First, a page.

March is the special time of year where the immeasurable impact women have made on society is commemorated. From the ladies who live out their dream jobs every day, to the celebrities we admire, change-makers, and even our history-making vice president, Women’s History Month gives us ample chance to lift them all up. But we also want to take the time to look to the past.
Have you heard of Grace Hopper? Or Betty Jean Jennings and Betty Snyder? Or Pam Hardt-English? Or Jake Feinler? Or Radia Perlman? Or Wendy Hall? Or Stacy Horn? These women, and countless others, are the hidden heroes of the tech world. They worked on the first computers, the ENIAC and UNIVAC; they wrote breakthrough code, like COBOL; they documented the first websites and created the domain structure for them (.com, .edu, etc); they built the first hypertext systems and social networks; they ensured the early internet wouldn’t collapse in on itself. In other words, women built the infrastructure that allowed for the development and expansion of the systems that run our world.
SNC Squared would like to take a moment to celebrate all these women and many, many others this month, in every profession, in every industry.
The becoming of Women’s History Month:
On February 16th, 1908, thousands of people gathered in New York City to march for better labor laws, conditions, and the right to vote for women. A year later on February 28, they gathered again in Manhattan for what they called International Woman’s Day.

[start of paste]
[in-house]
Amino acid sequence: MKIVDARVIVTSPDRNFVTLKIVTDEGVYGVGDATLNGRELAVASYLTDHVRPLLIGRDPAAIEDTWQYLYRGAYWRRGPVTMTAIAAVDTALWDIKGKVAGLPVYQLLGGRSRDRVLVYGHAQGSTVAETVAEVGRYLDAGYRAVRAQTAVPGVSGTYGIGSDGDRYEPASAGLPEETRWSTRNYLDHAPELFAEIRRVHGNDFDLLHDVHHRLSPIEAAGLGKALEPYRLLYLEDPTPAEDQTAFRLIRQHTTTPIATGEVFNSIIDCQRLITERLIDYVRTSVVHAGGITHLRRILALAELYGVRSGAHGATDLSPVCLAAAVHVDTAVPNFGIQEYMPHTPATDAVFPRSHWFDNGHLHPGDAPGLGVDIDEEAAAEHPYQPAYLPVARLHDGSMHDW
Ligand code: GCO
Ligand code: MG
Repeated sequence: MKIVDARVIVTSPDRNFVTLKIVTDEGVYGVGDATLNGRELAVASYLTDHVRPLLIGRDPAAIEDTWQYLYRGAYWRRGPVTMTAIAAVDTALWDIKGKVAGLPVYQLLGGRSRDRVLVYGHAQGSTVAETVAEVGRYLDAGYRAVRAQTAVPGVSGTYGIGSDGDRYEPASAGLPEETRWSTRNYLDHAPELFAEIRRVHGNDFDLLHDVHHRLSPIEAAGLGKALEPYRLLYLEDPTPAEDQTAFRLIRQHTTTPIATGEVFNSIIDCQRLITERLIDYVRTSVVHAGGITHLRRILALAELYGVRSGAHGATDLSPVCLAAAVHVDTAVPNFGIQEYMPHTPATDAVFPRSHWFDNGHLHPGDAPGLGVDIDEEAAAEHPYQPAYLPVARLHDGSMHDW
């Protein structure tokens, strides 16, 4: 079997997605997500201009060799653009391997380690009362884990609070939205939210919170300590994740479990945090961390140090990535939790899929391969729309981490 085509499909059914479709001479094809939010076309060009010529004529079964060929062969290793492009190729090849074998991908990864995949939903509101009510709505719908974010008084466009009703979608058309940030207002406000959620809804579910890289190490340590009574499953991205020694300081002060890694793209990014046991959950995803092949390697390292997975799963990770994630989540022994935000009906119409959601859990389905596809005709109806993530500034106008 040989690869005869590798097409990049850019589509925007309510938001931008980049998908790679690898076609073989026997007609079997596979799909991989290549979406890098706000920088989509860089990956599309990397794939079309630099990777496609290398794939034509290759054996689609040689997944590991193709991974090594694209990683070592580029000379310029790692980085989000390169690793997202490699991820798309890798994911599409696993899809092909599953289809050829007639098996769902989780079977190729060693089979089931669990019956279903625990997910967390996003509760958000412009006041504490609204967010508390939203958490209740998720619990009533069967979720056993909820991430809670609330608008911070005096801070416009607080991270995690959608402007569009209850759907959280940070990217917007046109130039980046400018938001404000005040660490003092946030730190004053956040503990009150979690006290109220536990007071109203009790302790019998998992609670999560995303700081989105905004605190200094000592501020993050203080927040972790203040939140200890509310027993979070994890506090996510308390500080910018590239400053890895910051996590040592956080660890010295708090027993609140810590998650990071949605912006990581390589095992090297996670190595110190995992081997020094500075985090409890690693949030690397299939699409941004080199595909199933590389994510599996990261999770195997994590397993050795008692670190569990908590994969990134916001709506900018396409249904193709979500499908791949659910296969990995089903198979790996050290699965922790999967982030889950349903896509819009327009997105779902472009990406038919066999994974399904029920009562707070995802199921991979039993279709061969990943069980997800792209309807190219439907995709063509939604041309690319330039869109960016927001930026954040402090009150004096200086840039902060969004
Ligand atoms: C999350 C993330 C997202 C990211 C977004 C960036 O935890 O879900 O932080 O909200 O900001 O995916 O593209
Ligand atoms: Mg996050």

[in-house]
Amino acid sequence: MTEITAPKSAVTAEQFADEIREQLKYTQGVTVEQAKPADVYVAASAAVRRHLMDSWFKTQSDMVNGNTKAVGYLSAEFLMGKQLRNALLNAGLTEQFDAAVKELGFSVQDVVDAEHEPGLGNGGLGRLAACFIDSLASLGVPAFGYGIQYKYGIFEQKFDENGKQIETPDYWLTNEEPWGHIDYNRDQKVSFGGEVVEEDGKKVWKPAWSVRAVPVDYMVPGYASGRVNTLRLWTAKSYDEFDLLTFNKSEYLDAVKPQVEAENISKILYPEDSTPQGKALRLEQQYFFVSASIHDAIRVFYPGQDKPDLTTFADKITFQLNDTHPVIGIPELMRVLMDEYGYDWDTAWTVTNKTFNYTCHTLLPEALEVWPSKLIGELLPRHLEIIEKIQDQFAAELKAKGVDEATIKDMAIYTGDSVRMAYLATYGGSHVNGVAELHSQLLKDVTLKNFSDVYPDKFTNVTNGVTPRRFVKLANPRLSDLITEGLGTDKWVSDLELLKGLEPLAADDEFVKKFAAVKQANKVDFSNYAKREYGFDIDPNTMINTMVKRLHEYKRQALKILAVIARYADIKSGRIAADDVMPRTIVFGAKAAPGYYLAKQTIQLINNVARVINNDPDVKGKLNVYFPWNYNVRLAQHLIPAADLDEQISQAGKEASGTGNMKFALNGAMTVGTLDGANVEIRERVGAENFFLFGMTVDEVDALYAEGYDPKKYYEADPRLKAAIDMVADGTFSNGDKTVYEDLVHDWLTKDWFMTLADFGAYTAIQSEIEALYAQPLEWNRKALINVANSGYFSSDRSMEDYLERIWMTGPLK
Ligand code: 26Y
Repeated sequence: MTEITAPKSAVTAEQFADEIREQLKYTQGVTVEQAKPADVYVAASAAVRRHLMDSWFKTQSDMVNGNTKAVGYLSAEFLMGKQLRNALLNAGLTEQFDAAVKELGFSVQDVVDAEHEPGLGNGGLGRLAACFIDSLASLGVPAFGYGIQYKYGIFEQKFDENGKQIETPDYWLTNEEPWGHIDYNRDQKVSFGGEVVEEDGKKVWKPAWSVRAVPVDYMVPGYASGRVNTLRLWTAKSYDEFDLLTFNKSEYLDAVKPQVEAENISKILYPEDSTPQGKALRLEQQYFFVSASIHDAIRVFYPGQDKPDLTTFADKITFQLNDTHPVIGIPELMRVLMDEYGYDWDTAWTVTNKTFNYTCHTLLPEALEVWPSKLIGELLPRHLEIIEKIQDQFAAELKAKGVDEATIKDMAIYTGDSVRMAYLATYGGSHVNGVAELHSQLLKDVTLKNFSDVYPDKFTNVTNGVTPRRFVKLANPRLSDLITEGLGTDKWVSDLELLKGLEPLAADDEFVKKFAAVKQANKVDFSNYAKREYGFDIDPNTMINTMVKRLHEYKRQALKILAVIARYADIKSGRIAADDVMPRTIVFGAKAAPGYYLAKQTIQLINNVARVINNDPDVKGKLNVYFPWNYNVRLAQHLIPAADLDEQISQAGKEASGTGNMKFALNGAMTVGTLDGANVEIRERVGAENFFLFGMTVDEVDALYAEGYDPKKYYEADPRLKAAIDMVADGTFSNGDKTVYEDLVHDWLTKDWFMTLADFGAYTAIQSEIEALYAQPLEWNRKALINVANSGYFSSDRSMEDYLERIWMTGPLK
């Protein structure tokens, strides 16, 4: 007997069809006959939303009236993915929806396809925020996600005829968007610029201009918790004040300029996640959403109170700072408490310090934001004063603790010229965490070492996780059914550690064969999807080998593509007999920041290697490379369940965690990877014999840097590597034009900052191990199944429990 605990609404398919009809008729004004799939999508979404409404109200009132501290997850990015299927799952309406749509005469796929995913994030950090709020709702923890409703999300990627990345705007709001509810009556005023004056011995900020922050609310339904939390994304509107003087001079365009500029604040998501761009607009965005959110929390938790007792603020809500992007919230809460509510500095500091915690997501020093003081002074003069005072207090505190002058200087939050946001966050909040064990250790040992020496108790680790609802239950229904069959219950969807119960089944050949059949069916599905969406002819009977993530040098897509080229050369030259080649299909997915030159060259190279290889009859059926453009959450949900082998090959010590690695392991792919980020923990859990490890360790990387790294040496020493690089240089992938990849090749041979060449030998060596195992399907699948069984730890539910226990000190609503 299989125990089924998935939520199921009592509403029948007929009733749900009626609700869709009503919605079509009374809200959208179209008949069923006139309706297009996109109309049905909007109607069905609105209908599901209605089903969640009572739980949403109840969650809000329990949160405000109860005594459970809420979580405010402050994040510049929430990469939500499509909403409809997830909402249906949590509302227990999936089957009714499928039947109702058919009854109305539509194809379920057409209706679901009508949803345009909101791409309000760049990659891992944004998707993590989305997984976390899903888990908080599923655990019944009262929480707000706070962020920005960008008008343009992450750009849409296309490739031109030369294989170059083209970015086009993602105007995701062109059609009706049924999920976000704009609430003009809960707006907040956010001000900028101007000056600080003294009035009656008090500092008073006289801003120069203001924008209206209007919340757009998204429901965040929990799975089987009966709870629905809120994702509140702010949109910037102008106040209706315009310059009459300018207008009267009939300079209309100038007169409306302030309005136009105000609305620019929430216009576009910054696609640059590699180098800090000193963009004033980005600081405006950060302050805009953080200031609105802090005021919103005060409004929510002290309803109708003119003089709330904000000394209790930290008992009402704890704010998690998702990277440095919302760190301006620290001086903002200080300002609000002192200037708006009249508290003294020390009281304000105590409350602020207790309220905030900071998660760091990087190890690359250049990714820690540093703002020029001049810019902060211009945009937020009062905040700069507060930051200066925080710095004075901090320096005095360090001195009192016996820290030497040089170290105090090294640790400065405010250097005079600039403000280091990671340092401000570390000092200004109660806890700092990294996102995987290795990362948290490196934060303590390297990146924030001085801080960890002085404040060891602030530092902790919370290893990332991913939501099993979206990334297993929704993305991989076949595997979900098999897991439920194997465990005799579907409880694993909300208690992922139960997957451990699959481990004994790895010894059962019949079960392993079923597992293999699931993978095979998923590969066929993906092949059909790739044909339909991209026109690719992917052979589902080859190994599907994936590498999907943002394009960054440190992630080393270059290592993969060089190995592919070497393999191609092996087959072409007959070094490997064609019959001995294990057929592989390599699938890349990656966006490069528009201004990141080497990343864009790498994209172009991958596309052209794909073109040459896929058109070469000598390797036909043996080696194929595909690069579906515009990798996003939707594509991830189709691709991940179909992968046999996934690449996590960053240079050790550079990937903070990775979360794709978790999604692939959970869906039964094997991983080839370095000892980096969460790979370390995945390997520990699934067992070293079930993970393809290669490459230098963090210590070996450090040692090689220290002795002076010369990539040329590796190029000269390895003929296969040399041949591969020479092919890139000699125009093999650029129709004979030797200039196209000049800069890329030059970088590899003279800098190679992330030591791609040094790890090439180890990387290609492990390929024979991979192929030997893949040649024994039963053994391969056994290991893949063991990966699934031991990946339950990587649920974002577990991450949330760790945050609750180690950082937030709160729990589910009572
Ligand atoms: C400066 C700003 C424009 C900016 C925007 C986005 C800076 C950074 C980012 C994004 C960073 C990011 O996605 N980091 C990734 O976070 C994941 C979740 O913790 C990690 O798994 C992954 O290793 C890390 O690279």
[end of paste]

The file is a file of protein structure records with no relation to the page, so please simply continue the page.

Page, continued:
The idea made its way to Europe and in March of 1910, Clara Zetkin introduced the concepts at the International Conference of Women in Copenhagen. Due to its connections to socialism and the Soviet Union, the holiday was not largely recognized or celebrated in the U.S. until 1975.
That’s when—due to its growing popularity—the United Nations officially began sponsoring International Woman’s Day on March 8. The UN’s General Assembly declared that they aimed “to recognize the fact that securing peace and social progress and the full enjoyment of human rights and fundamental freedoms requires the active participation, equality, and development of women; and to acknowledge the contribution of women to the strengthening of international peace and security.”
March is also when Title IX passed in 1972, which protects people from sex discrimination in federal education programs.
In 1980 President Jimmy Carter declared that the week of March 8 was officially National Woman’s History Week. By 1986, 14 states had dubbed March Women’s History Month. A year later Congress declared the holiday in perpetuity.
We celebrate this Women’s History Month and are proud to be represented by a staff of nearly 40% women.